ADAPTABILITY HAS ALWAYS BEEN KEY TO MANUFACTURING IN THE WEST MIDLANDS. IT HAS A LONG HISTORY OF COPING WITH THE RISE AND FALL OF WHAT WERE ONCE CORE INDUSTRIES AND SEIZING ON NEW TECHNIQUES AND PRODUCTS TO REPLACE THEM.
The West Midlands’ adaptability is why, alongside traditional foundries, potteries and metal-bashers, you can find some of the world’s leading aerospace and automotive companies, as well as firms on the cutting edge of hi-tech, automated manufacturing, Industry 4.0 and the ‘Internet of Things’.
2018 was challenging, from the chill winds of the ‘Beast from the East’ early on and the continuing fallout from ‘dieselgate’. Uncertainty over Brexit led to some companies shelving growth plans until the situation becomes clearer but the majority simply got on with the business in hand.
A mixed year
Charlotte Horobin, Midlands and East region director for EEF, the manufacturers’ organisation, said 2018 was a mixed year across the various industry sectors.
“Construction-related manufacturing had a slow start but demand has built up at the back end of the year and, overall, is still seeing a positive balance in output,” she said. “Automotive faced a few challenges, such as Government attitudes to diesel but electronics firms haven’t seen such pent-up levels of demand globally since the dot-com era.”
While some firms enjoyed the benefits of the lower Pound since the Brexit vote in 2016, others struggled in the wake of the trade dispute between China and the US. While some were dealing with the uncertainty around diesel, there have been exciting developments in the field of electrically powered vehicles (EVs). The Warwick Manufacturing Group (WMG) is in pole position to develop the nation’s next generation of battery power, potentially making the West Midlands the home of EV technology.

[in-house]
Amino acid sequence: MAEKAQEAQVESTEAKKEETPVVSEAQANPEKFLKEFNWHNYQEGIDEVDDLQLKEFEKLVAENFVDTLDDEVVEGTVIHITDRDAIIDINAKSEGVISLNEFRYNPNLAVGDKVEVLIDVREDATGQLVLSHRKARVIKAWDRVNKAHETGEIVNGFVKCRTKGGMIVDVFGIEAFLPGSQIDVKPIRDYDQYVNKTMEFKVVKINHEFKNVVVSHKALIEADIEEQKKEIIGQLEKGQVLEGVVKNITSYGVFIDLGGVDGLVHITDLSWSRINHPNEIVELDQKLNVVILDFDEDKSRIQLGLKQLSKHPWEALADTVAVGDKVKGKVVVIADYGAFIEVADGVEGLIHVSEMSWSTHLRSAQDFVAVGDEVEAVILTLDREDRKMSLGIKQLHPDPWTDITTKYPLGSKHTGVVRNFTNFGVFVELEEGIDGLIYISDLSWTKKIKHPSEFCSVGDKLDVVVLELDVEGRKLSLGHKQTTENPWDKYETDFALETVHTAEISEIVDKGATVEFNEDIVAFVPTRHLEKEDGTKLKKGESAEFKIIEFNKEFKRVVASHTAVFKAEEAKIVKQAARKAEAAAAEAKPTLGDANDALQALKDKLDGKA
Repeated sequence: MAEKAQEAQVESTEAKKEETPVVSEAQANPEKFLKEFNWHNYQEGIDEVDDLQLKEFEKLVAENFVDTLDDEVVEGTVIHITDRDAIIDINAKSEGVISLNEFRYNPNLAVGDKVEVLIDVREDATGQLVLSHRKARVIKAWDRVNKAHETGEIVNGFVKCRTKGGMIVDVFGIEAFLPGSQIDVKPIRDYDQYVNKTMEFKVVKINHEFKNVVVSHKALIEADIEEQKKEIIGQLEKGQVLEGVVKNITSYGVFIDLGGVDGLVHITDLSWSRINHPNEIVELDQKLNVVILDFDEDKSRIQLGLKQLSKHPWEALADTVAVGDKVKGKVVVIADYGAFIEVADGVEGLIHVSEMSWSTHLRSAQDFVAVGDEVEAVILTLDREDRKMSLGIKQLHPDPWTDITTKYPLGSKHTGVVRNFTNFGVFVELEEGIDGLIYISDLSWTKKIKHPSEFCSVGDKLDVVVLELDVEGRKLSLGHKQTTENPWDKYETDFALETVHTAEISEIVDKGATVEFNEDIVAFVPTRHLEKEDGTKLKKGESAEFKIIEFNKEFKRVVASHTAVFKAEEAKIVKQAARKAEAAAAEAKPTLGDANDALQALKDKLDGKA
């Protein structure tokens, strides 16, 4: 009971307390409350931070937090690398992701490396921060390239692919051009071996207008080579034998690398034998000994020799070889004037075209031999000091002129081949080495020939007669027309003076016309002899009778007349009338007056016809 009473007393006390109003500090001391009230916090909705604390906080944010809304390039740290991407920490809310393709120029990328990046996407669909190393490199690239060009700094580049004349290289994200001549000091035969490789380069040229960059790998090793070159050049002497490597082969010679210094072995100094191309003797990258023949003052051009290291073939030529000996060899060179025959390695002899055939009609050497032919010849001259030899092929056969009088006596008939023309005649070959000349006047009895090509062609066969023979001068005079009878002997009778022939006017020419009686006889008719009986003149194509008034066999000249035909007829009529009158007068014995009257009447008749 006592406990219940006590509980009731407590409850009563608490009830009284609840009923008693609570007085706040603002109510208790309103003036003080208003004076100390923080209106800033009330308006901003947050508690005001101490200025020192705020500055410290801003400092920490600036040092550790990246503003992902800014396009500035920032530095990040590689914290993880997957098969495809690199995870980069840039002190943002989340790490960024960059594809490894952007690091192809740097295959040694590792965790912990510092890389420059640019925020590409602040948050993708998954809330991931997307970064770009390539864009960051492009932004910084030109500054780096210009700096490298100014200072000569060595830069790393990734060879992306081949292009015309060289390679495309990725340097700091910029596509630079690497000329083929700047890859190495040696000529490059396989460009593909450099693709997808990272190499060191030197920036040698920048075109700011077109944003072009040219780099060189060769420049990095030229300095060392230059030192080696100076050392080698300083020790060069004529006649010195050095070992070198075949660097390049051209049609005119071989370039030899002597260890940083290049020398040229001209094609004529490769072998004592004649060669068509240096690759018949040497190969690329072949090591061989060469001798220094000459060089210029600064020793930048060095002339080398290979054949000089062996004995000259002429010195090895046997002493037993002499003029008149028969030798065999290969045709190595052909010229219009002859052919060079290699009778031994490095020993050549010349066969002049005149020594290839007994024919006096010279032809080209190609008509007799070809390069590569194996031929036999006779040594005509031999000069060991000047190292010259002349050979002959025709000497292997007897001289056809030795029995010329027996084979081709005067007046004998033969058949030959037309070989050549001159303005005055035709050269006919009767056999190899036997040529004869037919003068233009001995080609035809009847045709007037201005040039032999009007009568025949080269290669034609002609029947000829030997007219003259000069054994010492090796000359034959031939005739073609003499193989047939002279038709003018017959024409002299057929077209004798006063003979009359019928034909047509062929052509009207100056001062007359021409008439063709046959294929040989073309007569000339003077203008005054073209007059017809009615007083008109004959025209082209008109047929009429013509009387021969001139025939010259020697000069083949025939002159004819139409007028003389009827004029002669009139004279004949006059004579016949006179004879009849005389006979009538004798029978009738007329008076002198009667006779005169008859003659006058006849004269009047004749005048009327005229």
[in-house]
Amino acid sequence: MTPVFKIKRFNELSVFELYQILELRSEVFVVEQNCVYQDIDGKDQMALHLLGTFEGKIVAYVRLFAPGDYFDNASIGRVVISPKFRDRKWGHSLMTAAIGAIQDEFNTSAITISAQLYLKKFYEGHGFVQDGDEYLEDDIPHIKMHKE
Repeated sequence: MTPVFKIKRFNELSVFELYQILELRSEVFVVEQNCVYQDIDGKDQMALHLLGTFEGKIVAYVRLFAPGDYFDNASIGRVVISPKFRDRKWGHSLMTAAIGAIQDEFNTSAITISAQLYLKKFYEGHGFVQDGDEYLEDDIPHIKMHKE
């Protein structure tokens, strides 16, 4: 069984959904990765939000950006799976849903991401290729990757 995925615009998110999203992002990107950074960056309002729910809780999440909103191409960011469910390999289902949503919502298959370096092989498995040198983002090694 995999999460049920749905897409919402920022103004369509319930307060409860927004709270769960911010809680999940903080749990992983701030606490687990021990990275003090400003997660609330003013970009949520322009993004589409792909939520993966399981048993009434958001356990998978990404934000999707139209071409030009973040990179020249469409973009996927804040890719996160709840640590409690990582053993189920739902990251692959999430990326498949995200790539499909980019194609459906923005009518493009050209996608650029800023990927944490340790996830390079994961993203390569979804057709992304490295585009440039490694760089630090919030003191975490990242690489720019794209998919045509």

Aerospace saw record levels of demand from passenger airlines. The Midlands as a whole hosts more than a quarter of the UK’s aerospace industry.
In Wolverhampton, nearly 1100 people work at what used to be UTC Aerospace Systems. Since a huge merger deal late in 2017, the name above the door is now Collins Aerospace but the work inside still revolves around actuation systems, whether electrical, electronic or hydraulic, primarily for flight controls.
The arrival in the UK of the first operational F-35 Lightning stealth fighter aircraft – the result of the world’s biggest single defence contract – is a major milestone for the Collins Aerospace team, which designed and supplies a system of more than 60 components, specifically designed to open and close the F35’s weapons bay door within seconds, to allow the aircraft to maintain its stealth signature.
The site is now working on the next generation of high-lift flight controls for passenger aircraft. Half of the investment in this £6.5 million project is in the form of a grant from the UK Aerospace Research & Technology Programme. Rather than a single power unit controlling all wing surfaces, engineers are exploring a “distributed architecture”, driving units at each station and giving pilots more precise control over individual flight panels. Ed Dryden, head of the actuation system business at the company, said research programmes like this would help keep Collins ahead of competitors as new aircraft platforms were introduced in the coming 10 to 15 years. For now, the “unprecedented numbers” of platforms reaching the deployment phase are keeping factories like Wolverhampton busy.
Automotive: applying the brakes
JaguarLandRover (JLR) is the single biggest manufacturing business in the West Midlands, as well as being both the UK’s biggest car making business and biggest engine producer. It has had to introduce a series of lay-offs and production slow-downs in the wake of falling sales, particularly in its key Chinese market, where demand halved. Chief executive Ralf Speth also directly blamed Government attitudes over diesel for a decision to lay off 1,000 agency workers in April. Just before Christmas, fears grew of thousands of job cuts to come, as JLR reduces spending by £2.5bn. The impact of the slowdown was felt across the region, among scores of suppliers.
Looking further afield
When Frank Dudley Ltd, in Birmingham, was faced with lower orders from its Tier One JLR supplier customers, managing director Grant Dudley and his team went looking for new work. The company, which employs 58 people working on pressings, tooling and assemblies, picked up a major contract for an earth moving equipment manufacturer, a completely new customer. It has provided new tooling and is now supplying parts.
Carmakers generally cut back production during the year. Dudley said the company’s turnover figure would be less than expected at the start of 2018 but forecast that 2019 looks better. Frank Dudley’s experience is better than that of some other firms.